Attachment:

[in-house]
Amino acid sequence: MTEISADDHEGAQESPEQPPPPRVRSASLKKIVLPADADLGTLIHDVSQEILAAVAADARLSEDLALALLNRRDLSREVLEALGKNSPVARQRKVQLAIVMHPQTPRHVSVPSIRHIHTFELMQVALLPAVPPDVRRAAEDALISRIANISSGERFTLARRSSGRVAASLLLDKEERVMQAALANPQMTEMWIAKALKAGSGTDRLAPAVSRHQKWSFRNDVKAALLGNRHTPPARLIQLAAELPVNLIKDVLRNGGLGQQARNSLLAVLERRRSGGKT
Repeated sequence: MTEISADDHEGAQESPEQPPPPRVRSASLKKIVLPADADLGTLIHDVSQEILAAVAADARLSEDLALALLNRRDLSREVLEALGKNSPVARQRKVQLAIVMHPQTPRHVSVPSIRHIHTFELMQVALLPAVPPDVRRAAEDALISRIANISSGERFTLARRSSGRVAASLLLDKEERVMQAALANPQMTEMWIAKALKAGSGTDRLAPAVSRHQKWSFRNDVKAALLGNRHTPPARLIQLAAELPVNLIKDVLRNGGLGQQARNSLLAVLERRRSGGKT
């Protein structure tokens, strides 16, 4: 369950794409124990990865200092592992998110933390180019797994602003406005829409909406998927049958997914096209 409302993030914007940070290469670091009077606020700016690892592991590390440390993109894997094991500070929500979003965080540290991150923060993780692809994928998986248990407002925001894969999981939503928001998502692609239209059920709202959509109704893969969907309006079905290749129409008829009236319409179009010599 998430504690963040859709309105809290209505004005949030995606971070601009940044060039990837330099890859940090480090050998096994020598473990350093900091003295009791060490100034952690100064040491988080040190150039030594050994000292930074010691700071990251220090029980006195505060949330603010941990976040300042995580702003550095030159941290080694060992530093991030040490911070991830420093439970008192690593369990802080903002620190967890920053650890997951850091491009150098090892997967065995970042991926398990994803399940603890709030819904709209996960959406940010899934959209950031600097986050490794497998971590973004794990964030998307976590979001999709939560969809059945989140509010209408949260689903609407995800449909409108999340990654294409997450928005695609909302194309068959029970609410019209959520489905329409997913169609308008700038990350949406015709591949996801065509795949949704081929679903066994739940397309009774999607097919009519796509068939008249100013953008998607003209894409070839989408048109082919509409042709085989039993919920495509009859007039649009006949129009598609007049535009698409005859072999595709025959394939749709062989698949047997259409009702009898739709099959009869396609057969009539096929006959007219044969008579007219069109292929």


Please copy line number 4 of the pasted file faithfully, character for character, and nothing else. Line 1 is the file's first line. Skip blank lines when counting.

């Protein structure tokens, strides 16, 4: 369950794409124990990865200092592992998110933390180019797994602003406005829409909406998927049958997914096209 409302993030914007940070290469670091009077606020700016690892592991590390440390993109894997094991500070929500979003965080540290991150923060993780692809994928998986248990407002925001894969999981939503928001998502692609239209059920709202959509109704893969969907309006079905290749129409008829009236319409179009010599 998430504690963040859709309105809290209505004005949030995606971070601009940044060039990837330099890859940090480090050998096994020598473990350093900091003295009791060490100034952690100064040491988080040190150039030594050994000292930074010691700071990251220090029980006195505060949330603010941990976040300042995580702003550095030159941290080694060992530093991030040490911070991830420093439970008192690593369990802080903002620190967890920053650890997951850091491009150098090892997967065995970042991926398990994803399940603890709030819904709209996960959406940010899934959209950031600097986050490794497998971590973004794990964030998307976590979001999709939560969809059945989140509010209408949260689903609407995800449909409108999340990654294409997450928005695609909302194309068959029970609410019209959520489905329409997913169609308008700038990350949406015709591949996801065509795949949704081929679903066994739940397309009774999607097919009519796509068939008249100013953008998607003209894409070839989408048109082919509409042709085989039993919920495509009859007039649009006949129009598609007049535009698409005859072999595709025959394939749709062989698949047997259409009702009898739709099959009869396609057969009539096929006959007219044969008579007219069109292929």